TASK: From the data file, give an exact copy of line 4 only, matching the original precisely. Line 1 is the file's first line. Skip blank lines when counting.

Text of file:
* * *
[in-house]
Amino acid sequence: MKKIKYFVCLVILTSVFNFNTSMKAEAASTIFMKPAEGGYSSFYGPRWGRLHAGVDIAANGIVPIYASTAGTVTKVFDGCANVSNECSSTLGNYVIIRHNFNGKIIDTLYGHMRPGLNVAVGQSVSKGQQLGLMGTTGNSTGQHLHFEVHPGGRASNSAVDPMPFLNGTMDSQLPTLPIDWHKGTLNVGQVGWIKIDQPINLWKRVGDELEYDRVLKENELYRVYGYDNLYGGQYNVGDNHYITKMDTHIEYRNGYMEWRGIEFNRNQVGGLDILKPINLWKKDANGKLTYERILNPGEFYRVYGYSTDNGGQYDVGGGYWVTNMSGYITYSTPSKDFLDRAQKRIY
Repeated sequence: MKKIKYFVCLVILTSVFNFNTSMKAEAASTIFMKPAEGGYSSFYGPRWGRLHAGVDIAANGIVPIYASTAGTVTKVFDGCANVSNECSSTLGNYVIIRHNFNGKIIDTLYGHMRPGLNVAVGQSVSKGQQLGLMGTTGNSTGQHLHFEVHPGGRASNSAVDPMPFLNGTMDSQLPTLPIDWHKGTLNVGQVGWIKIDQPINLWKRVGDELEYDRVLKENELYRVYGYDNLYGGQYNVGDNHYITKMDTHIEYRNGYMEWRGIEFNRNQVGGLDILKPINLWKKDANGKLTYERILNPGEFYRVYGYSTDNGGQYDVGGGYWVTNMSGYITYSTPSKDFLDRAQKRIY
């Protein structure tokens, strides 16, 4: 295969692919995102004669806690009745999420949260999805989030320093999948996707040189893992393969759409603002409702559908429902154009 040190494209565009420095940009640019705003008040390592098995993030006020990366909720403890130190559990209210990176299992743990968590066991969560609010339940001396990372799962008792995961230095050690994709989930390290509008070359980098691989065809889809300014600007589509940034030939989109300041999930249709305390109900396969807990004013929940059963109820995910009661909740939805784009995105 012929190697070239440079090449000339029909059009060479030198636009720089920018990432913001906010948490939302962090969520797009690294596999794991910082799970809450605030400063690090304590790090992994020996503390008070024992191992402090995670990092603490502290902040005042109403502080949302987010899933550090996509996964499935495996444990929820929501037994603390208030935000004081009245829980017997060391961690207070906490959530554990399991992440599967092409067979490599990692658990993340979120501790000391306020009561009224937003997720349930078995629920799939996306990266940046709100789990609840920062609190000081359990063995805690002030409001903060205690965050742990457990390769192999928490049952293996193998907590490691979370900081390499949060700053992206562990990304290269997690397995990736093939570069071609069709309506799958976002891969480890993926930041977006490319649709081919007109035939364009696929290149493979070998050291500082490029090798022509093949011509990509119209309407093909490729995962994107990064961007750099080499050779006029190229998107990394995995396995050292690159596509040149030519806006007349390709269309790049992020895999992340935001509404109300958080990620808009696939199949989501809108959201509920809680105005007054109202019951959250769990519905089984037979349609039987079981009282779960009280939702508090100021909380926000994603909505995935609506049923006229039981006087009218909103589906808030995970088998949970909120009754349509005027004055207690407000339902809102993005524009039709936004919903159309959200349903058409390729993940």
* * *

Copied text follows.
């Protein structure tokens, strides 16, 4: 295969692919995102004669806690009745999420949260999805989030320093999948996707040189893992393969759409603002409702559908429902154009 040190494209565009420095940009640019705003008040390592098995993030006020990366909720403890130190559990209210990176299992743990968590066991969560609010339940001396990372799962008792995961230095050690994709989930390290509008070359980098691989065809889809300014600007589509940034030939989109300041999930249709305390109900396969807990004013929940059963109820995910009661909740939805784009995105 012929190697070239440079090449000339029909059009060479030198636009720089920018990432913001906010948490939302962090969520797009690294596999794991910082799970809450605030400063690090304590790090992994020996503390008070024992191992402090995670990092603490502290902040005042109403502080949302987010899933550090996509996964499935495996444990929820929501037994603390208030935000004081009245829980017997060391961690207070906490959530554990399991992440599967092409067979490599990692658990993340979120501790000391306020009561009224937003997720349930078995629920799939996306990266940046709100789990609840920062609190000081359990063995805690002030409001903060205690965050742990457990390769192999928490049952293996193998907590490691979370900081390499949060700053992206562990990304290269997690397995990736093939570069071609069709309506799958976002891969480890993926930041977006490319649709081919007109035939364009696929290149493979070998050291500082490029090798022509093949011509990509119209309407093909490729995962994107990064961007750099080499050779006029190229998107990394995995396995050292690159596509040149030519806006007349390709269309790049992020895999992340935001509404109300958080990620808009696939199949989501809108959201509920809680105005007054109202019951959250769990519905089984037979349609039987079981009282779960009280939702508090100021909380926000994603909505995935609506049923006229039981006087009218909103589906808030995970088998949970909120009754349509005027004055207690407000339902809102993005524009039709936004919903159309959200349903058409390729993940």